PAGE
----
After the core-value conversation, it's easy to discuss meaningful work. Our would-be collaborators very often tell us this is why their company exists — to do good in the world, in light of their gifts and the gaping need they see. Likewise, it is somewhat intuitive that a good connection to coworkers and clients is a key feature of an organization's spirit, so the "ingredient" of life-giving relationships is easy to grasp and discuss.
For most of our possible partners, what's new in the recipe is the idea of reflective pause, the chance to sit still and see those connections in the context of the organization's good work. After thinking about it a moment, one conversation partner said their organization starts every Monday team meeting with 10 minutes of silence to pull together the thoughts and experiences of the last week. Now that is a reflective pause. Others tell us they haven't thought about reflectively pausing in the past but see the value of it for the future.
Many of the joint venture opportunities Dignity Health seeks will help round out our ability to care for people who are poor, frail or both. Some of them complement our mission by attempting to prevent the need for hospitalization. Others are helping us work smarter as we provide hospital services. When we discuss corporate citizenship with potential new partners, it starts with our own experience in health care. We use a lot of water in hospitals. We use a lot of electricity. We throw things away, we pollute, we waste. We also have a deep and long-standing commitment to improving the way we steward the Earth by trying to be better at all those things, and we can point to ways we have institutionalized our advances.
Bigger and older institutions are invited to join us in the commitment to sustainability, and some have a different take on corporate citizenship, from which we can learn. Younger and newer start-ups may approach the conversation differently. One potential collaborator described his company's efforts at reducing the amount of over-testing patients, which he sees as a way to preserve scarce resources (in addition to sparing patients), and, therefore, is an example of responsible corporate citizenship. It was an insight we didn't have.
MORE THAN A SCREEN
In former times, our assessment of new partners might have focused more on what, as a Catholic organization, we did not want or could not tolerate in a partner's activities. This newer method of mission assessment functions as much more than a screen to keep us "clean" in some way. It may be a first step in introducing our language of mission into a new collaborator's vocabulary. It is a chance to take advantage of a possible collaborator's enthusiasm for meaning in their work and to make their mission case to us, in addition to their business model. It may even demonstrate that our values make us a particularly attractive partner, with whom these conversations are familiar and invited. Finally, it plants some positive flags at places we might want to explore further if we do partner.
As the U.S. bishops noted in The Ethical and Religious Directives for Catholic Health Care Services, Part Six, entitled "Collaborative Arrangements with Other Health Care Organizations and Providers":
"Collaborative arrangements can be unique and vitally important opportunities for Catholic health care to further its mission of caring for the suffering and sick, in faithful imitation of Christ. … (T)hey can be opportunities to realign the local delivery system to provide a continuum of health care to the community, to provide a model of a responsible stewardship of limited health care resources, to provide poor and vulnerable persons with more equitable access to basic care, and to provide access to medical technologies and expertise that greatly enhance the quality of care."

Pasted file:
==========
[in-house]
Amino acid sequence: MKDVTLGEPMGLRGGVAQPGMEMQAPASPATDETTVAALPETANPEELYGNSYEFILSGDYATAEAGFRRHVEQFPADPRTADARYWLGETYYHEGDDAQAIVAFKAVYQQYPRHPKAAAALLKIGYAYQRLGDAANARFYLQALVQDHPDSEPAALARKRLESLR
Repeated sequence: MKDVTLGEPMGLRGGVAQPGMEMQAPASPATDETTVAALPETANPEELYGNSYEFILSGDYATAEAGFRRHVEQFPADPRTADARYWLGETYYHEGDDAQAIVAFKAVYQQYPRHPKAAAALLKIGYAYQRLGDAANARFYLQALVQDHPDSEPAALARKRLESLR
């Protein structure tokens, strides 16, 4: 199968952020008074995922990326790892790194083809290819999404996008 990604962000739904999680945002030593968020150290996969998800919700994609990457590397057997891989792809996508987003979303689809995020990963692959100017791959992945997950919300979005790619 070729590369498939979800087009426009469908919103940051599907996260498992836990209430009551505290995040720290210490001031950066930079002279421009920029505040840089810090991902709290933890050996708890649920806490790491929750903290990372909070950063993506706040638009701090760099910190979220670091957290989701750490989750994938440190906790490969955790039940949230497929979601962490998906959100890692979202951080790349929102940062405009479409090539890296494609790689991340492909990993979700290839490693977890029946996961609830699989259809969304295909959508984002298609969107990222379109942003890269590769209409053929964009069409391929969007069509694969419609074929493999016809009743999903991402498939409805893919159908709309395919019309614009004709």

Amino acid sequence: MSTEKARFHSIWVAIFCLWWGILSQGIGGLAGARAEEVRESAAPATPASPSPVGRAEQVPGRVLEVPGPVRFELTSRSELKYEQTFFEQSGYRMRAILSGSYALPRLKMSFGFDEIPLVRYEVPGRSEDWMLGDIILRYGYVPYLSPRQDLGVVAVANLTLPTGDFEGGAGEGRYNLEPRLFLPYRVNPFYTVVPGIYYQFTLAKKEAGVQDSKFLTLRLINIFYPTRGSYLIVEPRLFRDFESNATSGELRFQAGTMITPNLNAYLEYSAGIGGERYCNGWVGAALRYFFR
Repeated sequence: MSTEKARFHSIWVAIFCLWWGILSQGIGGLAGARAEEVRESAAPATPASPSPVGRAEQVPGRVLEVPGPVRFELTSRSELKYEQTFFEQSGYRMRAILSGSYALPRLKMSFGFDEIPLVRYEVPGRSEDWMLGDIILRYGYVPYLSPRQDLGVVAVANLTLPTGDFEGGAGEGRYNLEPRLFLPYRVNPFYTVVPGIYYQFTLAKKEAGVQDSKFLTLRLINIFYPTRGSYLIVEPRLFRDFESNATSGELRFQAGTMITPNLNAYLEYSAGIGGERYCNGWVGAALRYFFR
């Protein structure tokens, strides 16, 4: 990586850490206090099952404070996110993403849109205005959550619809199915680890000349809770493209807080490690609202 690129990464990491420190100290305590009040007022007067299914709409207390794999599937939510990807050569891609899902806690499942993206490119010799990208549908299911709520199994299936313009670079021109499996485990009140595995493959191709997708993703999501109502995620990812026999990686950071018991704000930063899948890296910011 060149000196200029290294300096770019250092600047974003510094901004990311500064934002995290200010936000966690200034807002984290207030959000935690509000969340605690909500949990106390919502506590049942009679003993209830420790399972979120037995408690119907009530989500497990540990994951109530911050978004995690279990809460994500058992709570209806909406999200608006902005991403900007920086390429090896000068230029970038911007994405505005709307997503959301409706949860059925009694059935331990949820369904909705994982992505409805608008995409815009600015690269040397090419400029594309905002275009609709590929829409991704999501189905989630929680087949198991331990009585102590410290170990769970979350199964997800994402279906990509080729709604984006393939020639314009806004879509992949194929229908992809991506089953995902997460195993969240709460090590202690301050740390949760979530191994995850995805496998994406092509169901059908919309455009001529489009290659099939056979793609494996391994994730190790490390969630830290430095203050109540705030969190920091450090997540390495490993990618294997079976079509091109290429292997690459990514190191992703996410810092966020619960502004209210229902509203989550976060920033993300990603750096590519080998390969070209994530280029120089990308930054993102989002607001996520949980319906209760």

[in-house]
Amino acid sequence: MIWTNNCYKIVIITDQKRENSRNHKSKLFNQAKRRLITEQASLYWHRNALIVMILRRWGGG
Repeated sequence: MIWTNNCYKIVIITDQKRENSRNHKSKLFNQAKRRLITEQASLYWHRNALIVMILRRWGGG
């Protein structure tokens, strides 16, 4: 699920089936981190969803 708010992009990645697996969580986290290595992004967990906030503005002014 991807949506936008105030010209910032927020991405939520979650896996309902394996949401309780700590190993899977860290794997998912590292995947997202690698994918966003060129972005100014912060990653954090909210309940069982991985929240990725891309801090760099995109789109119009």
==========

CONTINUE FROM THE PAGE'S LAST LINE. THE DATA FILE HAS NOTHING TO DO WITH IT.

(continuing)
The key to successful partnering in collaborative arrangements always has been, first, to pick the right partner. Catholic health care has developed prudent methodologies for assessing a potential collaborator's financial viability, opportunities for growth, reputation and brand strength and business practices. Along with the results of this due diligence, results of assessments in mission must complete the picture for board members and others who authorize committing resources to invest in new partnerships. Expanding the ministry doesn't just, or always, mean taking care of more people. It also means evangelizing, in the softest possible way, new partners in ministry.
CAROL BAYLEY recently retired as vice president of ethics and justice education at Dignity Health, San Francisco.
MISSION ALIGNMENT IN NEW PARTNERSHIPS
When considering a possible new partnership, here are some topics about mission to consider addressing before sending a business plan to the executive leadership team or the board of directors for approval. The nature of the partnership, collaboration or joint venture will help clarify which questions would be the most relevant and useful.
- What is the mission of the potential partner?
- Why was the partner organization founded? Has its mission changed?
- What are the partner's core values? What are some examples of how those core values guide practice or make a difference in the community?
- How will this partnership advance or complement our mission?
- How will this partnership advance or complement the partner's mission?
- How will the partnership's employees be "formed" in the mission and values of the new organization?
- How do the potential partner's employees have a voice in the conditions of their work (not limited to an employee engagement assessment)?
- What are the partner's current and planned community benefit and charity care practices?
- How do the partner's employees, patients or clients register ethical concerns? How are such concerns addressed?
- How does the partner recognize the spiritual reality of patients or clients and employees?
- How well are the partner's management, employees and public relations aligned with the core principles of Catholic social teaching, whether or not the partner's history or tradition is Catholic or Christian? How does it:
- Show respect for the dignity of persons
- Promote the common good
- Give preference for poor or vulnerable persons
- Support subsidiarity
- Encourage participation and association
- Foster solidarity
- Promote responsible stewardship of money, time, persons, reputation, Earth
- Does the partner's management reflect the diversity of the communities it serves? Is there room for and openness to growth in this?
- How does the partner's management recognize and reward the work of employees?
- How does the partner see its role as a corporate citizen?
Copyright © 2018 by the Catholic Health Association
of the United States
For reprint permission, contact Betty Crosby or call (314) 253-3490.